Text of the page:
- William M. Milliken (1953–57), director of the Cleveland Museum of Art
- Edward P. Alexander (1957–60), vice president for interpretation at Colonial Williamsburg Foundation
- Froelich G. Rainey (1960–63), director of the Museum of Archaeology and Anthropology at the University of Pennsylvania
- Charles Van Ravenswaay (1963–66), director of the Missouri Historical Society
- Charles Parkhurst (1966–68), director of the Baltimore Museum of Art
- William C. Steere (1968–70), president, the New York Botanical Garden
- James M. Brown III (1970–72), director of the Virginia Museum of Fine Arts
- Charles E. Buckley (1972–74), director of the Saint Louis Art Museum
- Joseph M. Chamberlain (1974–75), director and president of Adler Planetarium
- Joseph Veach Noble 1975–78, director of the Museum of the City of New York
- M. Kenneth Starr (1978–1980), director of Milwaukee Public Museum
- Craig Call Black, director of Carnegie Museum of Natural History
- Dan Monroe, director of Portland Art Museum
- Robert MacDonald (1985–1988), director of the Museum of the City of New York
- W. Richard West (1998–2000), director of the National Museum of the American Indian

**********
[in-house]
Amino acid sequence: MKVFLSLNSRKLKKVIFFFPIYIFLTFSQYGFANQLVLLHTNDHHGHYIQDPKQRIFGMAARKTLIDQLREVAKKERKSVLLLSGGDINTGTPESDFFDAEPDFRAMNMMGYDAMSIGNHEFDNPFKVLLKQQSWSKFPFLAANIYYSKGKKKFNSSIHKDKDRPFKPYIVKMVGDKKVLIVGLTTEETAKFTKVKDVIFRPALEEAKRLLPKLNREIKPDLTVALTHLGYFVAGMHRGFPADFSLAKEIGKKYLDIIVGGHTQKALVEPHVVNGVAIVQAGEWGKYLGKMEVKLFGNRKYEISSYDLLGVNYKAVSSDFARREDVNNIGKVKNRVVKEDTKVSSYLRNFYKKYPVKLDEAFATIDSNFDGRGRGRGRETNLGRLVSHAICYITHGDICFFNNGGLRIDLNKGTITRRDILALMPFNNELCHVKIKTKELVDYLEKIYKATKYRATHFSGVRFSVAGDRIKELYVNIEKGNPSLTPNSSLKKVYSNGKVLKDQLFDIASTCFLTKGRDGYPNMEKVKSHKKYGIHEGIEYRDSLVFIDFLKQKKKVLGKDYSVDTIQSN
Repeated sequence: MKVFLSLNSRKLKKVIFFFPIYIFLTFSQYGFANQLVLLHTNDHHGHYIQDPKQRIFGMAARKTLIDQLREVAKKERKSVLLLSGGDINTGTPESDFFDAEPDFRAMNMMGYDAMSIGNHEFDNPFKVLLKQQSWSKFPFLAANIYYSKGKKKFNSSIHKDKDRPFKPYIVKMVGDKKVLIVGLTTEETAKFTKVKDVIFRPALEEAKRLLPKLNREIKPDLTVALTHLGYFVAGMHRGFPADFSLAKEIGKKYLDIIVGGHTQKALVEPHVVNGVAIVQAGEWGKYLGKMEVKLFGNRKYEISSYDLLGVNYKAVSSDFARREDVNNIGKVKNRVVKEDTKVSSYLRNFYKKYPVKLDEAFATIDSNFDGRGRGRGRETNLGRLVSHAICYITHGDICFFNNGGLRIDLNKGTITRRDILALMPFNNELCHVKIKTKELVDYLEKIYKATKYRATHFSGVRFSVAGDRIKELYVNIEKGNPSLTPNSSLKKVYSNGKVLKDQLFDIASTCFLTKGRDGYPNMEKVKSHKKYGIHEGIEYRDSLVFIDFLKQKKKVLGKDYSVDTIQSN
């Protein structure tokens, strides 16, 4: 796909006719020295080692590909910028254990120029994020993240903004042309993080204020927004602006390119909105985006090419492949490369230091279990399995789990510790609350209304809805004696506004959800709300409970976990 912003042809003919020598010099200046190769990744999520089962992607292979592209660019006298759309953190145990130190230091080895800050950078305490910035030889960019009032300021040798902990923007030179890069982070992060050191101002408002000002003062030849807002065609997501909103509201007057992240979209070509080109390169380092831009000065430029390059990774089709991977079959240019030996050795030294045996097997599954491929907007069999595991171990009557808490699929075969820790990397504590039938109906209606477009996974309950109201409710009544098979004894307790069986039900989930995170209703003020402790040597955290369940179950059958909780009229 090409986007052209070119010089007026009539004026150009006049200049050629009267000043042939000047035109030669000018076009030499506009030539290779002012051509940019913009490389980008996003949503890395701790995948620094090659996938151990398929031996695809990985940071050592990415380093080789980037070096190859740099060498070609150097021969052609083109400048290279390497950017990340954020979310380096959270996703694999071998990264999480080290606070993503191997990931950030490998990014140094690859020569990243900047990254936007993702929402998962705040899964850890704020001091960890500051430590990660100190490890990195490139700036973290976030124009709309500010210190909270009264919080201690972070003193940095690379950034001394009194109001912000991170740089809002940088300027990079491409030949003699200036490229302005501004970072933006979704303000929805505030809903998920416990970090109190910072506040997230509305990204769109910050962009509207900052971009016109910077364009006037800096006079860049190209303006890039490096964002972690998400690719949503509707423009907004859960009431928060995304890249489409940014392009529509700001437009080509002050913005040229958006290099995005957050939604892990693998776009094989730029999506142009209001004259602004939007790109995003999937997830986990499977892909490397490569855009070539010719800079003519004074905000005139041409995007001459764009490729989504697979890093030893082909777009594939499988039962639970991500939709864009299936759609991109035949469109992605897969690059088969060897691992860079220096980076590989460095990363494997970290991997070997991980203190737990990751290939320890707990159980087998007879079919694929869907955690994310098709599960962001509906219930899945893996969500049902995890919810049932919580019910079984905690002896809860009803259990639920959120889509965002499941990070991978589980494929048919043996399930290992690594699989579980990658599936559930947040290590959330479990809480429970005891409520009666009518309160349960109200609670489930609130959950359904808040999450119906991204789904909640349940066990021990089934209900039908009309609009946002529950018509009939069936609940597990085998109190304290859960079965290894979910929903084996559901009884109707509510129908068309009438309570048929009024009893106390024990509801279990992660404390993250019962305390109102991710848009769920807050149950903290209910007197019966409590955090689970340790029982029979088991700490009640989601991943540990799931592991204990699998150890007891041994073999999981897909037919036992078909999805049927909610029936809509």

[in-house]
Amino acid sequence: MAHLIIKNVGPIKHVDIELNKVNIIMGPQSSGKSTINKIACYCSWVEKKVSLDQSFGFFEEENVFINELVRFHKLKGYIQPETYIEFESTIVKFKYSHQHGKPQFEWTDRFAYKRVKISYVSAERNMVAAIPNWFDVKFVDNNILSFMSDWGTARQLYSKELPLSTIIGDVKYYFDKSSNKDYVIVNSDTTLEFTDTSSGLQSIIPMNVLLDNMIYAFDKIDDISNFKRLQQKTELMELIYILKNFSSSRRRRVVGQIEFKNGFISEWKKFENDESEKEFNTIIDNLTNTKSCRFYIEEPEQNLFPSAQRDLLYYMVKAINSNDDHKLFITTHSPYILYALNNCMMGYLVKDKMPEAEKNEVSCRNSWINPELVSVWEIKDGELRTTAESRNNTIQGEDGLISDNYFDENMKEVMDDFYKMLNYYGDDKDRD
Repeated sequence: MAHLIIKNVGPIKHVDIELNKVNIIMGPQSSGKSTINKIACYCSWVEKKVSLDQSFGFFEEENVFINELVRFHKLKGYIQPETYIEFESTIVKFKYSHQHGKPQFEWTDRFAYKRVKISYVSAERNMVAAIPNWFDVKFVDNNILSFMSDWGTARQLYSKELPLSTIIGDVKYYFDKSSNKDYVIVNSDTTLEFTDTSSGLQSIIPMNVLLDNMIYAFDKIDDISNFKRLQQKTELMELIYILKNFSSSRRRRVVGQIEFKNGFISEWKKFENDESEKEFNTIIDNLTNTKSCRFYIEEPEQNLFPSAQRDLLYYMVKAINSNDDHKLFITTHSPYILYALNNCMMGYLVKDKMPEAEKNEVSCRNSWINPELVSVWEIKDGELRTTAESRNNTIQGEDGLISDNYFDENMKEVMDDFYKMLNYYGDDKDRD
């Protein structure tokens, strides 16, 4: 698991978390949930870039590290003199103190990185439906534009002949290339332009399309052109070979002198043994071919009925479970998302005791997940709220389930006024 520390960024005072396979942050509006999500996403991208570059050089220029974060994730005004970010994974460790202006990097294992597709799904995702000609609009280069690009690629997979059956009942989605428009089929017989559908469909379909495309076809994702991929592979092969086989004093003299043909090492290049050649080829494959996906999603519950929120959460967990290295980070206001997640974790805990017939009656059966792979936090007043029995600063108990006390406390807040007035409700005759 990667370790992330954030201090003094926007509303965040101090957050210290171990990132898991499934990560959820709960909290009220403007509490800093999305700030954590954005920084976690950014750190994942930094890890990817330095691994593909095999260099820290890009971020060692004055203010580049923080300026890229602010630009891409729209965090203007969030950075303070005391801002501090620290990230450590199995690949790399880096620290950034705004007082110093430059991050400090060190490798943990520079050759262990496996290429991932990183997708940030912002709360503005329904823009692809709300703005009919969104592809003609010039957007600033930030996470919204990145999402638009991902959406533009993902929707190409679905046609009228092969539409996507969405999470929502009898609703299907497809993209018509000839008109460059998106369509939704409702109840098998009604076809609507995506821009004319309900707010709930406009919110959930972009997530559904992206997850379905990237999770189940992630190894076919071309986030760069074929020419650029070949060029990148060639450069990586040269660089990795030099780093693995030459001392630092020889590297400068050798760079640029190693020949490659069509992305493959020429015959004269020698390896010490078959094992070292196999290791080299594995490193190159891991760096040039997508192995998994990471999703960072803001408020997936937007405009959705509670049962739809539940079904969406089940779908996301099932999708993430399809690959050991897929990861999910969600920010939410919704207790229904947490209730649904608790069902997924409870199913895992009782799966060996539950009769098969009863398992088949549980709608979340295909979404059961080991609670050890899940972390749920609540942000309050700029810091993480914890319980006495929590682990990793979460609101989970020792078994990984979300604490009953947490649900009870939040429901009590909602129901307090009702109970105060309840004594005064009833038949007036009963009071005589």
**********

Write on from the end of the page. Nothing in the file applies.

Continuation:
- Louis Casagrande (2002–2004), director of the Boston Children's Museum
- Jeffrey Rudolph (2004–2006), director of the California Science Center
- Irene Hirano (2006–2008), director of the Japanese American National Museum
- Carl R. Nold (2008–2010), president and chief executive officer of Historic New England
- Douglas G. Myers (2010-2012), executive director of San Diego Zoo Global
- Meme Omogbai (2012-2014), chief operating officer of the Newark Museum
- Kaywin Feldman (2014-2016), director and president of the Minneapolis Institute of Art
- Kippen de Alba Chu (2018-2020), executive director of Iolani Palace
- Charles R. Richards (1923–27), director of Cooper Union
- Laurence Vail Coleman (1927–58)
- Joseph Allen Patterson (1958–67)
- Kyran M. McGrath (1968–75)
- Richard McLanathan (1975–78)
- Lawrence L. Reger (1978–1986)
- Edward H. Able (1986–2006)
- Ford Watson Bell (2007-2015)
- Laura L. Lott (2015- )
- "Guidestar Profile for American Alliance of Museums". Guidestar Profile. Guidestar by Candid. Retrieved 17 July 2019.
- Blanton, Dewey (5 September 2012). "American Association of Museums Is Now the American Alliance of Museums". Press Release. American Association of Museums. Archived from the original on 23 January 2013. Retrieved 31 March 2013.
- Government doubles official estimate - Institute of Museum and Library Services
- "Carnegie Museum of Natural History: 1907 American Association of Museums Meeting Identifications". Archived from the original on 2015-09-08. Retrieved 2015-08-08.
- "Archived copy". Archived from the original on 2017-05-21. Retrieved 2017-05-09.CS1 maint: archived copy as title (link)
- "Nazi-Era Provenance Internet Portal". nepip.org.
- Phyllis Hecht. "Multimedia Awards for Museums: MUSE, A Case Study" (PDF). Stsci.edu. Retrieved 2013-08-16.
- "Strategic Plan". American Alliance of Museums. Retrieved September 10, 2012.